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Home Publications Blogs Beat the Press The Employer Mandate and Incentives to Cheat

The Employer Mandate and Incentives to Cheat

Friday, 02 August 2013 04:56

Many political figures opposed to the ACA have made a big point of complaining that the delay of employer sanctions and the lack of enforcement mechanisms will make it easy for individuals to cheat the system and take advantage of the subsidies in the health care exchanges. This was a big complaint previously made by speaker Boehner and repeated today by Michael Gerson. It's worth noting what this cheating would mean and the incentives provided to workers.

The deal is supposed to be that workers are eligible to join the exchanges and get income based subsidies, if their employer does not offer them an affordable (based on their income) insurance policy at work. Because the government is not prepared to enforce the employer sanctions for not insuring workers and does not have data on the nature of the insurance offered to workers entering the exchanges, there could be some workers who enter the exchanges and get subsidies who actually are offered affordable insurance from their employer.

The issue here is how many people do we think will fall into this boat. To take an extreme example, suppose a worker has an employer that pays the full premium for their insurance. What incentive would this worker have to lie their way into the exchange so that they could get a plan that is subsidized by the government?

If the worker is in a low-income household then the subsidy could be close to 100 percent. In this case, if the insurance offered through the exchange is better than what the employer offers (do opponents of the ACA think this will often be true?) then the worker would have an incentive to lie their way into the exchange, but otherwise they would be better off taking the deal from their employer.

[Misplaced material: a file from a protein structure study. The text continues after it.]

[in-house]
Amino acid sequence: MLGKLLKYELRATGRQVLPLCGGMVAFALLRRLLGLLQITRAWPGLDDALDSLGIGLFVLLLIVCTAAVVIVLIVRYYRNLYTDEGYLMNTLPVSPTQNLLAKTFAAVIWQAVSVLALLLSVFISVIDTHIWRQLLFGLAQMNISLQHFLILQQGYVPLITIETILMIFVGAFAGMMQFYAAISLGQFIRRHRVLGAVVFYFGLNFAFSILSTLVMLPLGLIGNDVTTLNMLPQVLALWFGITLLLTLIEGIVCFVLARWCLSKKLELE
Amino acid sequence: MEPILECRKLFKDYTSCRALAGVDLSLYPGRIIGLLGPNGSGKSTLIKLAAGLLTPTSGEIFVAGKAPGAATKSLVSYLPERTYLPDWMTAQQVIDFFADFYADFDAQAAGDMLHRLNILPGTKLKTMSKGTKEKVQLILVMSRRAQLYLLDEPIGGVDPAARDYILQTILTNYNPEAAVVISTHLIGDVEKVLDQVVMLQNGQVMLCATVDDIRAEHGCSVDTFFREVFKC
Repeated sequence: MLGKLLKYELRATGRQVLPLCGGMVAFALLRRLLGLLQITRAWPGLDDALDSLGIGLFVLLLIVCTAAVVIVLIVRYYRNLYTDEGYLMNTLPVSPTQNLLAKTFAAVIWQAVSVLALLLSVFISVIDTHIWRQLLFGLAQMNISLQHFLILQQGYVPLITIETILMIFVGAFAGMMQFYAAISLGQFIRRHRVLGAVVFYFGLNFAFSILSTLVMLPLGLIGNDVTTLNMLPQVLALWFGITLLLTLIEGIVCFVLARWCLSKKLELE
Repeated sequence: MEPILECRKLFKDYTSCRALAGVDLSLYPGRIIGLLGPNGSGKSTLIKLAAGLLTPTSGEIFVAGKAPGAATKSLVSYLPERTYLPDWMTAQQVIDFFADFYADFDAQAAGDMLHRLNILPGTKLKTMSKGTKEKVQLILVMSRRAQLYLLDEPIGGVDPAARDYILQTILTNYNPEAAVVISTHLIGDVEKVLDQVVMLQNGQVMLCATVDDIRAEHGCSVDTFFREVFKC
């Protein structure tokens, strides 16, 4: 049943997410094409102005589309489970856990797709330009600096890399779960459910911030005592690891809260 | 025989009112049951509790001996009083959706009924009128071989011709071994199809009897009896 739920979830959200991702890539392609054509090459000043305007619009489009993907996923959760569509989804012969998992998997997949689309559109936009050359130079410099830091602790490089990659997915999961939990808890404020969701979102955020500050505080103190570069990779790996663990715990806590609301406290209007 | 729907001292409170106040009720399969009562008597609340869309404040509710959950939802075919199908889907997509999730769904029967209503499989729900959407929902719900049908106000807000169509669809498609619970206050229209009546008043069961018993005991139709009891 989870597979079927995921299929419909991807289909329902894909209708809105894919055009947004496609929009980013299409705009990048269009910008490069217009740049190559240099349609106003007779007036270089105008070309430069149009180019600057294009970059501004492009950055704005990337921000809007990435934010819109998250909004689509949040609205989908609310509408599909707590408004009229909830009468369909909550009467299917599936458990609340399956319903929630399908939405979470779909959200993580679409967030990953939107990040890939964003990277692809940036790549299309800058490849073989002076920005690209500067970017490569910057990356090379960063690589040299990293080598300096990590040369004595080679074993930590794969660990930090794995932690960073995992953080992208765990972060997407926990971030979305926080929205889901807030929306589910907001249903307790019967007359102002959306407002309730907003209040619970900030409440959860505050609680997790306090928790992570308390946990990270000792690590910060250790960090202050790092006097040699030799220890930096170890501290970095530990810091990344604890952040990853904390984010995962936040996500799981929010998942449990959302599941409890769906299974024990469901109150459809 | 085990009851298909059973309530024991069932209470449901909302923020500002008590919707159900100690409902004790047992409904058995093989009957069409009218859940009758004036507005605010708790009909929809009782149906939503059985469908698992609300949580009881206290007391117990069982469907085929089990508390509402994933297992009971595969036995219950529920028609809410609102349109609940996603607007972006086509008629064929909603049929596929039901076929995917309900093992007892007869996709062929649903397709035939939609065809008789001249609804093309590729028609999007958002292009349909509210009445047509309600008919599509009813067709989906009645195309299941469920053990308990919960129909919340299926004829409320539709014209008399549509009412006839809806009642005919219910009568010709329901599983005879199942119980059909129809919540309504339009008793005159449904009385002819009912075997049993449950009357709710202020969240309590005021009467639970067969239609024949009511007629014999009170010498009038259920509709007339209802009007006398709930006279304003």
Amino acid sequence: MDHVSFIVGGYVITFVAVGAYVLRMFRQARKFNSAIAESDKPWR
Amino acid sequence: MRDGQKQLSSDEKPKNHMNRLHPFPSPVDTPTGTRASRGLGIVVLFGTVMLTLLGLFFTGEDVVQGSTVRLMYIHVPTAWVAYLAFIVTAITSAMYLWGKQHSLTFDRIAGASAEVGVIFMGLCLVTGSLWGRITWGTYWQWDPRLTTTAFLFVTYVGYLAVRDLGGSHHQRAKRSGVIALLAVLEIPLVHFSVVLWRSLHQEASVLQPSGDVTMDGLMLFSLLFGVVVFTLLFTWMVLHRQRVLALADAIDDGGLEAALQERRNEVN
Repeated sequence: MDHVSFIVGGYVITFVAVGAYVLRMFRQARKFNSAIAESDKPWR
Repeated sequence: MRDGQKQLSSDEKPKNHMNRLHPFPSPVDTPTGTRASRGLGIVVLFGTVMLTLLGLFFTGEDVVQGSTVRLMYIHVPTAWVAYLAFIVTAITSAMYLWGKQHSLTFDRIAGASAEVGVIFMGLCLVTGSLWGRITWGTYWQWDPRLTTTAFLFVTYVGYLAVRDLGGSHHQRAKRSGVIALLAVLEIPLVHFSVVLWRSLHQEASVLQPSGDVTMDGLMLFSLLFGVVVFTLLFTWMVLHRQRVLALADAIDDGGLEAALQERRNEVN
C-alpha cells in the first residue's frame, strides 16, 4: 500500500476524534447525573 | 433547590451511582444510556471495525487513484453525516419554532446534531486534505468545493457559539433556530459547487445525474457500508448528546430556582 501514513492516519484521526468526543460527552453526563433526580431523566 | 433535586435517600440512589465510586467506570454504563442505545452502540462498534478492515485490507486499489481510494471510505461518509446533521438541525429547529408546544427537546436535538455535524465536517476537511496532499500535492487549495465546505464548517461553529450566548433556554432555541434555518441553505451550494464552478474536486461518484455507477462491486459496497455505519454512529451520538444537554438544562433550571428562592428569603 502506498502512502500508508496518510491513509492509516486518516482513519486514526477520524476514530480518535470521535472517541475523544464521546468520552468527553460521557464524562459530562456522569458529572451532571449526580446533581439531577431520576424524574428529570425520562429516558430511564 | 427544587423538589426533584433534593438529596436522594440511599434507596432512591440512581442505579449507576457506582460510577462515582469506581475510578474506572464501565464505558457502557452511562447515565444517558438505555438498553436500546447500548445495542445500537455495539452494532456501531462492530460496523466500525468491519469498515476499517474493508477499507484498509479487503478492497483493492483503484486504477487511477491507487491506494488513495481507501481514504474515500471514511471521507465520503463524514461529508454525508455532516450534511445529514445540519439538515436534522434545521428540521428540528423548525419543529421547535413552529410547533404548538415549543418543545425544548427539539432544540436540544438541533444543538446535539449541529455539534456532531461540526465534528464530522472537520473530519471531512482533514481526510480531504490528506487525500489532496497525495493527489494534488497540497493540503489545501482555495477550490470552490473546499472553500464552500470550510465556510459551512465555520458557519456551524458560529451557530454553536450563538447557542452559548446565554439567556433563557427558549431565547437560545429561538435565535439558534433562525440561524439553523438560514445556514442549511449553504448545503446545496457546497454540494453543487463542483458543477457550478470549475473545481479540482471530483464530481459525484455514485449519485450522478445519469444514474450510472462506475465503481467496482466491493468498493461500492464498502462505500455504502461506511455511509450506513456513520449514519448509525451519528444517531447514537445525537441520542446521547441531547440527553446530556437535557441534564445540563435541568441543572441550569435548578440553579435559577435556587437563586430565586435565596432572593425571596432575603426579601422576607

Of course most employers do not pay 100 percent of the premium, but the cases where workers are likely to get a better deal through the exchanges than what they would get from an employer who offers a plan that fits the ACA definition of affordable are likely to be relatively limited. Therefore the idea that there will be massive cheating by this measure seems unlikely.

By contrast, if ACA opponents are actually worried about the government being ripped off, there are many small business owners who list personal expenses, such as a car purchased primarily for personal use, as business expenses. They list these items as business expenses, thereby having taxpayers pick up the tab.

The money lost to the government through this tax dodge is almost certainly at least an order of magnitude greater than the money that could potentially be lost through improper subsidies. (For the math here, if a business owner is in the 39.6 percent tax bracket and buys a $30,000 car, this will cost taxpayers almost $12,000.) Anyhow, if opponents of the ACA are generally concerned about the government being ripped off, they might focus their attention on improper reporting by small business owners. There is a lot more money here than in improper ACA subsidies.

Comments (5)Add Comment
Did Mr Who's Your Nanny Get the Memo? There's No Good Guys or Bad Guys, Only Opportunistic Thieves
written by Last Mover, August 02, 2013 8:15

Why exactly does Dean Baker think they would be worried about the government getting ripped off?

Because they themselves do it on a regular basis, that's why.